So identity matters.  People all over the world are crushed every day by various forms of violence.  But white people are protected from a great deal of this violence, particularly violence that comes from the state– from capitalism.  Our white skin protects us from the police.  Our whiteness probably gives us a job.  Being an African– in Africa, in Los Angeles, or anywhere else in the world– means not being protected from the violence of the capitalist state.  It means being denied money, resources and justice.  There’s this whole global economic system built on the exploitation of the many for the benefit of the few.  At some point, the violence of capitalism will begin to hit white people, even wealthy and middle-class white people, whether we say we believe in justice, freedom, equality and peace or not.  The ideas in our head won’t save us.  The identity of whiteness which has empowered us to hold these beliefs and ideas– and has positioned us within the class structure to believe and think anything at all– may no longer insulate us from those whose identities this oppressive system has been moving against.  And once this society begins to break down and fall apart our identity will determine how much reactionary violence we may absorb, the same as the majority of humanity is already absorbing on account of the police, the courts, the military, G4S, media, schools and all the institutions of government and business within a global economic system controlled by the racist, sexist, transphobic capitalist class.  We won’t be able to escape this violence just because we feel like it, any more than Africans, Indigenous peoples, Palestinians, and Latinxs have been able to escape it, as they certainly have wanted to do.

In this inevitable breakdown of the capitalist power structure– all those blocks of concrete stacked on top of each other– it seems important to recognize that the violence hitting us is most likely going to come from white people on the right-wing.  And by “white people on the right-wing” we can also mean cops, current or former members of the military, immigration agents, and anyone else with a badge and a gun.  White people on the left are entirely unprepared for this violence because we have too much faith in what is considered “legal” and “constitutional.”  First you get power, then you define what is legal or illegal, and what is constitutional or unconstitutional.  The racist, sexist, bourgeois “Founding Fathers” grabbed power– through violence– then they wrote a constitution and created a legal system.  There’s no reason the police, the courts, or any other part of the capitalist ruling class must follow their own rules.  We can recognize this reality in the cases of all the pigs who murder unarmed Black people and then the legal system “fails” to charge them with a crime.  “Fails” because it succeeds– succeeds in perpetuating white class interests.  The pigs are just enforcing the ideologies– racist, sexist, transphobic, capitalist– that keep rich white cisgender men in power.  For the most part, the police will only be charged with crimes if they stop enforcing the rule of the white supremacist bourgeoisie.  Violence is law and order in ameriKKKan society– as long as this violence is directed at certain identities who are deemed a threat by the reactionary ruling class.  Because nobody wants to be treated unequally, and the ruling class is reacting to the threat of a violent reaction.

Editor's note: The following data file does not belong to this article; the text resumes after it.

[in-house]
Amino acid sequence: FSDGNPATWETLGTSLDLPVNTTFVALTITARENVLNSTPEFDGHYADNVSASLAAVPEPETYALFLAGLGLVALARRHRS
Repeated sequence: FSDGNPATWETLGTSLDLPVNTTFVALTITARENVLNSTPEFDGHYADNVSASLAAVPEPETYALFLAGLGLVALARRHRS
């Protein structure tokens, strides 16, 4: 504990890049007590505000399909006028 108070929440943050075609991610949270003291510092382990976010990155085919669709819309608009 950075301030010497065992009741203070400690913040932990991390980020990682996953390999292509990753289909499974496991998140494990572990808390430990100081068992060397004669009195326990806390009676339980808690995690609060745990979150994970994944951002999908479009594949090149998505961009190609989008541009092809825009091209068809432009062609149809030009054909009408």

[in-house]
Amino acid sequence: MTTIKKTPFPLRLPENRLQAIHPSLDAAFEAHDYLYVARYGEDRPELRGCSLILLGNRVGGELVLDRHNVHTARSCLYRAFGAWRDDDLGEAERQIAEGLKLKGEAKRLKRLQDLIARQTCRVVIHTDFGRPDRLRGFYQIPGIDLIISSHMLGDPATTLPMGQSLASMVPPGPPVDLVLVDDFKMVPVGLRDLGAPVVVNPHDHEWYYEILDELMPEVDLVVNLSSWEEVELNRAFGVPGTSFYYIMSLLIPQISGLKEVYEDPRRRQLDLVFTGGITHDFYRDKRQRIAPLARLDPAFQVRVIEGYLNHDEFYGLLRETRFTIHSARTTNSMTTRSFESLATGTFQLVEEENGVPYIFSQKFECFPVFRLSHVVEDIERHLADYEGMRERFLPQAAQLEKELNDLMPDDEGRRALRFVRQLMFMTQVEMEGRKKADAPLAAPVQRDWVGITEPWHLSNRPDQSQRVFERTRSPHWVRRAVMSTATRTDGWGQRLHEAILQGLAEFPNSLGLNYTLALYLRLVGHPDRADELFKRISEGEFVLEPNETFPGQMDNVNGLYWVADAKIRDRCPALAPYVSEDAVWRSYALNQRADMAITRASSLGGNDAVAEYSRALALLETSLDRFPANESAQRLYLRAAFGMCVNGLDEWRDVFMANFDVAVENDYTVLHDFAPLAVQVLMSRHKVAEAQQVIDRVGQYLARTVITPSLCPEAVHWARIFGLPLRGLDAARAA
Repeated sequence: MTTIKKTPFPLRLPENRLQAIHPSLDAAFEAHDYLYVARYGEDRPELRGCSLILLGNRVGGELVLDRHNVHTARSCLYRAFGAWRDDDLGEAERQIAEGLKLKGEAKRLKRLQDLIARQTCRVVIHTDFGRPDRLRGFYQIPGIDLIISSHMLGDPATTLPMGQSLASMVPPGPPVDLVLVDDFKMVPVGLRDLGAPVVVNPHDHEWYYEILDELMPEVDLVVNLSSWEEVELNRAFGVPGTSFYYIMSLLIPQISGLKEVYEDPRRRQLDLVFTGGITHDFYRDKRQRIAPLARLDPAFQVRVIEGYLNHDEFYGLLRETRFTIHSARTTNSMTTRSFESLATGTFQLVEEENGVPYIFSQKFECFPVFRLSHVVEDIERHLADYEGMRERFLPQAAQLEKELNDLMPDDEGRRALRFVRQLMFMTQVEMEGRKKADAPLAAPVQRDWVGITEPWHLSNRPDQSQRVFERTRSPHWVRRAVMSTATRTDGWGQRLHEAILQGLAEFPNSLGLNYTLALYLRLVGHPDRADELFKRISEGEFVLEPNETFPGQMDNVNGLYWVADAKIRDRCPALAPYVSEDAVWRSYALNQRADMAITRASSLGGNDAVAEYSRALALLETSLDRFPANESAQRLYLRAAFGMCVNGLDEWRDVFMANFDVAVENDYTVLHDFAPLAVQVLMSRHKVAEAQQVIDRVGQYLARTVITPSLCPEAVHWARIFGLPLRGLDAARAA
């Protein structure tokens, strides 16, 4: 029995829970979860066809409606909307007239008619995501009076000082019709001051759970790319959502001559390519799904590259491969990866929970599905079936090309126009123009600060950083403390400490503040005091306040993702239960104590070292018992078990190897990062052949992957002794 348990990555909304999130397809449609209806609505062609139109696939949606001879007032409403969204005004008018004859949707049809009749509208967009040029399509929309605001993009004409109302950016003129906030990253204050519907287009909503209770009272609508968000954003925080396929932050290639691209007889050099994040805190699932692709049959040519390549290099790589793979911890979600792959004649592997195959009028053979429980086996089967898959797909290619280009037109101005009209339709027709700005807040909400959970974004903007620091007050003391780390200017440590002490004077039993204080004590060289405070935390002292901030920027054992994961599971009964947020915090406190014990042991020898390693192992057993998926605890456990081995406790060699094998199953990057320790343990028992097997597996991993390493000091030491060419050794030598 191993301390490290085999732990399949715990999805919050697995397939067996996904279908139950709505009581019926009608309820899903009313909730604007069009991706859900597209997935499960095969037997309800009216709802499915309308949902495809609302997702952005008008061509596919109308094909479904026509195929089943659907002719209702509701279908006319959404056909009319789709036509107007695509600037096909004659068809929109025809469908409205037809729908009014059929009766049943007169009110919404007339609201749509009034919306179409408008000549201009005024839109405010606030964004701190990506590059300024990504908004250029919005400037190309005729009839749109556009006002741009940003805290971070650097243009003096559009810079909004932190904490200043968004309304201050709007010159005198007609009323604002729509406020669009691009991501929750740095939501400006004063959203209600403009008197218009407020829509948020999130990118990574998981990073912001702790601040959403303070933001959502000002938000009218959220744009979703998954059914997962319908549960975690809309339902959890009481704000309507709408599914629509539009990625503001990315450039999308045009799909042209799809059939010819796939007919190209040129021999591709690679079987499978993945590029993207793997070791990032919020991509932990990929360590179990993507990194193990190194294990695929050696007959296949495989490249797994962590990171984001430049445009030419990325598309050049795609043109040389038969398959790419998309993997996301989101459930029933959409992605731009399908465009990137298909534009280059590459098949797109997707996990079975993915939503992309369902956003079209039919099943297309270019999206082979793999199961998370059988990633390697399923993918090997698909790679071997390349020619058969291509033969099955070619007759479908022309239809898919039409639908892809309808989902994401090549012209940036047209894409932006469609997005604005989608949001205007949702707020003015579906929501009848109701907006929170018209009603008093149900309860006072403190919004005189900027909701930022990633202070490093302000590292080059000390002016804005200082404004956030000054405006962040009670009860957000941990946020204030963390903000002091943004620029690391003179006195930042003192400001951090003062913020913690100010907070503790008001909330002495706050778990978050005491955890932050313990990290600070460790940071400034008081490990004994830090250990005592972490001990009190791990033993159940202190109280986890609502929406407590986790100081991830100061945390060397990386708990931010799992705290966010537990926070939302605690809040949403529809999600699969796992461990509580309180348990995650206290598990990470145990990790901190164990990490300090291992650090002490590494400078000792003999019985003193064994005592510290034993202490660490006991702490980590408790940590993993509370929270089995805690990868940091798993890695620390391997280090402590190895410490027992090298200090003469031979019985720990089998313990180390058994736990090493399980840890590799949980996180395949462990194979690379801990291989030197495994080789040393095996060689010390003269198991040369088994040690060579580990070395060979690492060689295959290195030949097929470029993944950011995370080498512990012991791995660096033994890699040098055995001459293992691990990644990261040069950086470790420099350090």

And violent reactionaries are another reason we might want revolution.  The people we should fear (if we’re going to fear anyone or any thing other than God and His will) is the population of whites on the right-wing who are armed and extremely dangerous– dangerous not only because they are armed with guns, but also with the toxic ideologies of racism, sexism, transphobia, homophobia, Islamophobia, white feminism, and capitalist greed.

And these aren’t the only whites whose behavior and views may suddenly matter a whole lot to us, whether we want them to matter or not: any system built on all these forms of violence, that towers over the carnage of slavery, Jim Crow, genocide, imperialist wars, mass incarceration, deportations and police murders, is bound to create killers among the populations who benefit the most from this exploitative, dehumanizing system: white boys, white men, cisgender men who go into schools and  workplaces and shopping malls with guns and start murdering people right and left.  These ideas behind clear blue eyes didn’t just appear out of clear blue skies– the lone shooters, the random terrorists, were conditioned by the ideologies of a capitalist system built on violence on the most extreme scale.  And most of these terrorist killers are white cisgender men because capitalism was violently built to benefit white cisgender men.

But what if Latin America, Asia and especially Africa were to take control of their own resources, and refuse to be violently oppressed for the benefit of the capitalist ruling class, and the white population in the U.S. (conservative and liberal) who receive the greatest share of these benefits of imperialism?  If oppressed peoples in this global economic system were to grab even a fraction of power over their own lives, there would be chaos in the streets of the white world– beginning on Wall Street.  People would lose jobs on a scale never before imagined– by whites at any rate, because this time the “economic downturn” or “correction” wouldn’t just hit Black and brown people.  This economic crisis would hit white people, even wealthy whites who have impressive gun collections, who have been conditioned to view impoverished people– especially “poor” people of color– as inferior, subhuman, “thugs,” “aliens,” and who have connections in the police departments and offices of defense contractors.  And when people start losing access to healthcare, and lose their homes, and are going hungry, what happens?  In a society as racist, misogynistic and transphobic as ameriKKKa is, with as many guns as it has, and as little regard as it has for humanity, we may not even begin to imagine what could happen … unless, perhaps, you are Black woman in ameriKKKa.  Especially a Black trans woman.